3)for an appetizer, you can make a soup using the shells.  i gave a recipe on the dinner thread for an amazing bengali fish soup using these

Hope this helps.  Sorry aboutthe typing.  in a rush

S

Simon, have you names for these recipes? I shall post them in the archive. :biggrin:


Marlene

cookskorner

Practice. Do it over. Get it right.

Mostly, I want people to be as happy eating my food as I am cooking it.

Share this post


Link to post
Share on other sites
indiachef Posted on Apr 10 2003, 07:10 PM

--------------------------------------------------------------------------------

Lobster Peri Peri!!

Diced lobster meat in a thick Makhni sauce, flavored with crushed black cardamom served in its own shell, grilled for a minute with some cheddar!!

Indiachef, you might want to call it something else

peri peri or piri piri are very hot little peppers from portugal. The portugese make a hot sauce from these peppers similar to tobasco( mohlo de piri piri ) which they will use on practically anything, they will sometimes also use these hot piri piri sauces for dipping eg steamed shrimp, or use them to grill chicken etc.

The portugese have left their hot imprint whereever they went.

There are numerous Goan piri piri dishes

and in South Africa and Zimbawbe I came accross Nandos a fast food chain selling hot peri peri sauces besides grilled chicken basted with these sauces.

Also the makhani sauce is tradionally flavored with green cardamon and cloves besides dried methi and garam massalla, would you replace all these with crushed black cardamon or would black cardamon be in addition.

the cheesey touch tastes good!


Bombay Curry Company

3110 Mount Vernon Avenue, Alexandria, VA 22305. 703. 836-6363

Delhi Club

Arlington, Virginia

Share this post


Link to post
Share on other sites
Indiachef, you might want to call it something else

:huh:

Call something else what?

I thought I mentioned two separate Lobster preparations!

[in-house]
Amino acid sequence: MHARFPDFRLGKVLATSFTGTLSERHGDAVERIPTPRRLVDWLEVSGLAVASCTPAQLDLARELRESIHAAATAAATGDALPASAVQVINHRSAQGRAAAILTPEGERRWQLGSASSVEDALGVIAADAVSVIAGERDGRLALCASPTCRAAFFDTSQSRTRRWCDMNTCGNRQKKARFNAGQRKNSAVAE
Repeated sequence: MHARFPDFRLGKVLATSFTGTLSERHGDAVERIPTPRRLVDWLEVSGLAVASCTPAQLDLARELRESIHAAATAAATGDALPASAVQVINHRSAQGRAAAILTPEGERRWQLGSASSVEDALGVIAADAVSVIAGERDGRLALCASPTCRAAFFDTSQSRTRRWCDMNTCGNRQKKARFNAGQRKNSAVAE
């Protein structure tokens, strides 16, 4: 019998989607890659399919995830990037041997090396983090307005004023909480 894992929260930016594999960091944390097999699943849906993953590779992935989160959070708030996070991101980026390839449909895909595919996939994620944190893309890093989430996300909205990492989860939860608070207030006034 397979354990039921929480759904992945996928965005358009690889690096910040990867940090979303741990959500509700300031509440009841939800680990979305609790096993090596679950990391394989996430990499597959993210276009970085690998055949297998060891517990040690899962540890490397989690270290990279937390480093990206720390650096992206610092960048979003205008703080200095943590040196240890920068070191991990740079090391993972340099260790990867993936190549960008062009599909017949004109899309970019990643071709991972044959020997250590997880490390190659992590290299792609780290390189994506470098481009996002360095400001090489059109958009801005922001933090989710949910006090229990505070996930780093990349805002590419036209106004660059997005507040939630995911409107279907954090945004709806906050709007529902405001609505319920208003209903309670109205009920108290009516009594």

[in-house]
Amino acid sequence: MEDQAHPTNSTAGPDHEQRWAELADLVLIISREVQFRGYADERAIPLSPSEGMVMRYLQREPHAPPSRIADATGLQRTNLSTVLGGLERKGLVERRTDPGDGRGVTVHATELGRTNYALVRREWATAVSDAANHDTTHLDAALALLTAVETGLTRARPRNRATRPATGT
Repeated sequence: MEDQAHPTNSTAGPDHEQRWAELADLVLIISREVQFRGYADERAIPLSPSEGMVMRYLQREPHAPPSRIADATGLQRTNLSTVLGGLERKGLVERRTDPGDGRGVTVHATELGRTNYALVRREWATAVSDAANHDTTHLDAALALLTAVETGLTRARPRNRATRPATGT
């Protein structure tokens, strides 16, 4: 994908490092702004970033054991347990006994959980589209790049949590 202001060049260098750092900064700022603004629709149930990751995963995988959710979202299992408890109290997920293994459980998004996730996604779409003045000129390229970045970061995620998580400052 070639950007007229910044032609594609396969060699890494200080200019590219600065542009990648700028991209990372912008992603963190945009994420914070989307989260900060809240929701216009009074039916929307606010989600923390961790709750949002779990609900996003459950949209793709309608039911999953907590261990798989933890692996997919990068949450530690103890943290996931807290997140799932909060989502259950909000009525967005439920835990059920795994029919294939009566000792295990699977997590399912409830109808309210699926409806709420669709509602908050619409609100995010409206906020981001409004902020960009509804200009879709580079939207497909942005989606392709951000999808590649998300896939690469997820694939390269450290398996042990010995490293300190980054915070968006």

Lobster Peri Peri is a classic Goan delicacy, made with red masala paste.

The makhni sauce in the other one should have read crushed black pepper in place of crushed black cardamom. Gee I cannot imagine a Makhni with black cardamom.

:cool:

Share this post


Link to post
Share on other sites
Sign in to follow this  

  • Similar Content

    • By Deeps
      This is one of my daughter favorite dishes, being mild and less spicy she loves this rice dish.  Its super easy to make and goes well with most Indian curries.
      Do try this out and I am sure you will be happy with the results.
       

       
      Prep Time : 5 mins
      Cook Time: 5 mins
      Serves: 2
       
      Ingredients:
      1 cup rice(basmati), cooked
      1/2 cup coconut, shredded or grated
      1 green chili, slit
      1 dried red chili
      1 1/2 tablespoon oil/ghee(clarified butter)
      1/2 teaspoon mustard seeds
      1/2 teaspoon cumin seeds
      1/2 tablespoon chana dal(split chickpeas)
      1/2 tablespoon urad dal(split black gram)
      1 teaspoon ginger, finely chopped
      A pinch of hing (asafoetida)
      Few curry leaves
      Salt to taste
       
      Directions
      1) Heat oil/ghee(clarified butter) in a pan in medium flame. I used coconut oil here because it tastes best for this dish.
      2) Add mustard seeds, cumin seeds, chana dal(split chickpeas), urad dal(split black gram), green chili, dried red chili, ginger and curry leaves. Fry this for 30 seconds in medium flame. The trick is to ensure that these are fried but not burned.
      3) Add a pinch of hing(asafoetida) and mix well.
      4) Now add the cooked rice and coconut. Stir well for about 15 to 20 seconds and switch off the flame.
      5) Finally add salt into this and mix well. You could add peanuts or cashew nuts if you prefer. Goes well with most curries.
    • By Sheel
      Prawn Balchao is a very famous Goan pickle that has a sweet, spicy and tangy flavor to it. 
      For the balchao paste you will need:
      > 8-10 kashmiri red chillies